David Lennon David Lennon has been a staff writer for

David Lennon is an award-winning columnist and author who has been a staff writer at Newsday since 1991.

He was named one of the top 10 columnists in the country by the Associated Press Sports Editors in 2014 and also took first place in that category for New York State that same year.

Lennon began covering baseball for Newsday as the Yankees' beat writer in 1995, the season the Bombers snapped a 14-year playoff drought by becoming the American League's first wild-card team. Two World Series rings later, Lennon left the Yankees' beat after the 1998 season, bounced between the Bronx and Shea for the next three years, then took over on the Mets for the demise of Bobby Valentine in 2002. He became Newsday's national baseball writer in 2012.

Lennon also is a Hall of Fame voter, a former Chairman of the New York Chapter of the Baseball Writers Association of America and co-author of "The Great New York Sports Debate."
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Jay-Z, as a rapper-turned-entertainment-mogul, may be new to this whole agent business, and still have a few things to learn about how things are done in baseball. But it would be foolish to doubt his negotiating skills.

With a net worth of $450 million, and Beyonce as his better half, the Brooklyn-born artist formerly known as Shawn Carter obviously is doing something right. Look what he accomplished in a span of 48 hours with Robinson Cano.

Speaking at his locker before Wednesday's game, Cano revealed that he chose to switch from superagent Scott Boras to Jay-Z not long before Tuesday morning's shocking announcement. "It happened over the weekend," Cano said.

In other words, about 10 days since Cano already had re-upped with Boras, a commitment that was supposed to last him through what promises to be a very, very profitable year for the Yankees' second baseman. If Jay-Z was trying to make a huge splash for his new venture, Roc Nation Sports, and its partnership with baseball-oriented CAA, consider the rest of the agent landscape soaking wet.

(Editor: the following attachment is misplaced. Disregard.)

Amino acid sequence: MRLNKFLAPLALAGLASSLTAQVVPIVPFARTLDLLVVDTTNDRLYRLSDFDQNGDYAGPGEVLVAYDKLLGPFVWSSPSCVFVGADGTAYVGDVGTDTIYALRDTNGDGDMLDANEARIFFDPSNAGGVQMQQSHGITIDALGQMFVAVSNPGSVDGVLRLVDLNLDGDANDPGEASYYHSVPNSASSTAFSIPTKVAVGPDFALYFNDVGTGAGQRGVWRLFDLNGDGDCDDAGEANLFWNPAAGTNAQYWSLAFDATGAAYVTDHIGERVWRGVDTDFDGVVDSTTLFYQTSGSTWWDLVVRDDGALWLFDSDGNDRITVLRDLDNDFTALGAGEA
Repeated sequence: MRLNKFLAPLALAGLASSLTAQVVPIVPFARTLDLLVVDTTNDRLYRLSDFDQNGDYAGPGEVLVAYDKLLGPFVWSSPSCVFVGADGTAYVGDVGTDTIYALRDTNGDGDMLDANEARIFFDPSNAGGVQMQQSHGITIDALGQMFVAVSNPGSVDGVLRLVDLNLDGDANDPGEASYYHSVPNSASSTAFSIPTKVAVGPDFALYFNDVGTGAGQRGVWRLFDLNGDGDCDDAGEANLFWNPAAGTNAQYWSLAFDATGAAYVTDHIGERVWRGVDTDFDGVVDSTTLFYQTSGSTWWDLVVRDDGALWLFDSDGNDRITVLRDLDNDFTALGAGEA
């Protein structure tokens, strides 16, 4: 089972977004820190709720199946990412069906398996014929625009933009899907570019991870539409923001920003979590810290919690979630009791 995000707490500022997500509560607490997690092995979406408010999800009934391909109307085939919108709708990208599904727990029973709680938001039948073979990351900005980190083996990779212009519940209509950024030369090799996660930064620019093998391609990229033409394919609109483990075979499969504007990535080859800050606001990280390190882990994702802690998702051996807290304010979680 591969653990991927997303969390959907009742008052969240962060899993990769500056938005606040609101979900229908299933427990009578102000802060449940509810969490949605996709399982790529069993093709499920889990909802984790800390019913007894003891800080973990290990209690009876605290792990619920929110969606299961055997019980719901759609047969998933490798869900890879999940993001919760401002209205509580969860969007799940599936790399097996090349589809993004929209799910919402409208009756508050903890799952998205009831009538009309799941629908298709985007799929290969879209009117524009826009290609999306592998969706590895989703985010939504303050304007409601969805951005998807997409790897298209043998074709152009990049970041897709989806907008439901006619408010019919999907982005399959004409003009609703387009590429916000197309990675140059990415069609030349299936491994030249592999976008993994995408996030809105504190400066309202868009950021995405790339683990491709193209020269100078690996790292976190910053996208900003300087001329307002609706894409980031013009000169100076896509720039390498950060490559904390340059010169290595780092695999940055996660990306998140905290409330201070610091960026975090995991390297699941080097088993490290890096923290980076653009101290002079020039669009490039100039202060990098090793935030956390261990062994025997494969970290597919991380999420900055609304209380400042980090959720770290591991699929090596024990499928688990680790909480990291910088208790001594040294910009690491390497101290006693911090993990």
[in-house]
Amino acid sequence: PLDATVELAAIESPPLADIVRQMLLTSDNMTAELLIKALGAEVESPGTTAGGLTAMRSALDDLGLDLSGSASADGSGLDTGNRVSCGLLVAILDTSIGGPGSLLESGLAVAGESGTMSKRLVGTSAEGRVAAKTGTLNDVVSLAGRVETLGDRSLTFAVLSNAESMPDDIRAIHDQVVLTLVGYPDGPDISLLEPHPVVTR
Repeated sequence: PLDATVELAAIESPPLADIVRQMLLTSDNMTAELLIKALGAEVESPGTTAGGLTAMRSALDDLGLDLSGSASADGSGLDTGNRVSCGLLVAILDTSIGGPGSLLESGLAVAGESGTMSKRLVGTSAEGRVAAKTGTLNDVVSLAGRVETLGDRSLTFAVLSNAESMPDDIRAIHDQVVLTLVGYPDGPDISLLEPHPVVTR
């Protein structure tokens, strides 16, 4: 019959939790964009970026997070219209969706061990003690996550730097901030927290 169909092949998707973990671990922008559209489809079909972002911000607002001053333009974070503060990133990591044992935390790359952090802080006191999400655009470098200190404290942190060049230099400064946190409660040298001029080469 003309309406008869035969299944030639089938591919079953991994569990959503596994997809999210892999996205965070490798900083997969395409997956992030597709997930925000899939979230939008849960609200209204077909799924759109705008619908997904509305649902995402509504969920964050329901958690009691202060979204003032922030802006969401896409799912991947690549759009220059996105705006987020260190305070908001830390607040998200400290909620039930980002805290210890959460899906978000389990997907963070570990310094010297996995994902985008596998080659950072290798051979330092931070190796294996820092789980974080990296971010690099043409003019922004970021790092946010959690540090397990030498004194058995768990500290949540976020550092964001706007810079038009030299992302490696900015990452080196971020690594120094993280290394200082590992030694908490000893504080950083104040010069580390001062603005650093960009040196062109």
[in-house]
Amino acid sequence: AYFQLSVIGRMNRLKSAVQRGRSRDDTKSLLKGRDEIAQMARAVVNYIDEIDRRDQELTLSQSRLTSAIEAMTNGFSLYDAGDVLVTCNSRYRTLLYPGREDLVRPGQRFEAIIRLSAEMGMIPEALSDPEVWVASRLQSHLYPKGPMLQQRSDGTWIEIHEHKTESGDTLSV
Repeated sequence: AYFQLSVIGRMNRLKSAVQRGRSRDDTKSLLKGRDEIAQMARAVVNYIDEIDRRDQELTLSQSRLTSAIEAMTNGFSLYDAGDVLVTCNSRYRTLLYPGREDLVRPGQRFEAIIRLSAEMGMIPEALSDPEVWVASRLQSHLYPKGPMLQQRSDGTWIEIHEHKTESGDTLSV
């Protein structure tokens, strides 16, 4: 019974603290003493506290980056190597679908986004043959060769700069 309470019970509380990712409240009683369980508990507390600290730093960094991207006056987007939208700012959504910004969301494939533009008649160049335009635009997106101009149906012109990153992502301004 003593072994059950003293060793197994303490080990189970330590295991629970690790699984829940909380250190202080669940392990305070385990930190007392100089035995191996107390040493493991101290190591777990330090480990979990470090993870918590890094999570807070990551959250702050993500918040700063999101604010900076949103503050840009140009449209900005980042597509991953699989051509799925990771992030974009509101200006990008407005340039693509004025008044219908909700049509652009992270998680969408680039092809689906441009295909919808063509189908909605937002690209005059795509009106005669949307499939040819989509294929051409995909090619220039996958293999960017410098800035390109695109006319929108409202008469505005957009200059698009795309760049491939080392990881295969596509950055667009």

Boras has been dumped in the past, most notably by Alex Rodriguez and Mark Teixeira, but that was after securing megadeals for both of $275 million and $180 million, respectively. Getting tossed by Cano, however, only months away from a potential $300-million payday was a stunning development.

While that can happen in such a cutthroat business, it doesn't to Boras. And on top of that, to lose out to someone like Jay-Z, a newcomer to baseball, must have been impossible for Boras to make any sense of. Boras had to hear it for himself, which is why he immediately flew to New York thinking that he could arrange a sitdown with his rogue client.

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But Cano would have none it, not even returning Boras' phone calls, a first for the longtime agent. At the very least, Boras figured Cano would give him a face-to-face explanation, and maybe allow him to help sort through the decision-making process. As of Wednesday night, Cano had ignored his former agent. "Robinson has been great to us," Boras said Wednesday in a phone interview. "There were never any issues."

Cano was as frosty as the 43-degree temperature outside in addressing the situation. When asked if he had any plans to talk with Boras at some point, he replied, "No answer on that one, how's that?"

If an agent of Boras' stature, and earning ability, can be jettisoned so quickly at such a critical time after the intervention by Jay-Z, the rest of the industry -- aside from Roc Nation partner CAA -- should be shivering in their Hugo Boss suits. Is the promise of cross-branding as important to Cano as Tuesday's news releases made it sound? Or is this more about gaining entry into Jay-Z's world -- a life that, even for an A-list athlete, can feel like an upgrade.

When Jay-Z was mentioned in Wednesday's conversation, Cano perked up. As for what he liked about his new business partner, Cano cooed, "Everything."

Other than his pending free agency, which will be extremely lucrative for the Jay-Z and CAA group, Cano doesn't seem to be the ideal candidate to launch this type of groundbreaking operation. While his numbers certainly have Cano on a Hall of Fame track, he doesn't yet project the charisma of an A-Rod or Derek Jeter, the type of stardom that transcends the game.

His dad, Jose, told everyone this spring he wanted Robby to be a "Yankee forever." Maybe his parents believe that joining forces with Jay-Z is the best way to make that come true. Cano didn't say that Wednesday. But he did say he wished Jay-Z could teach him how to rap.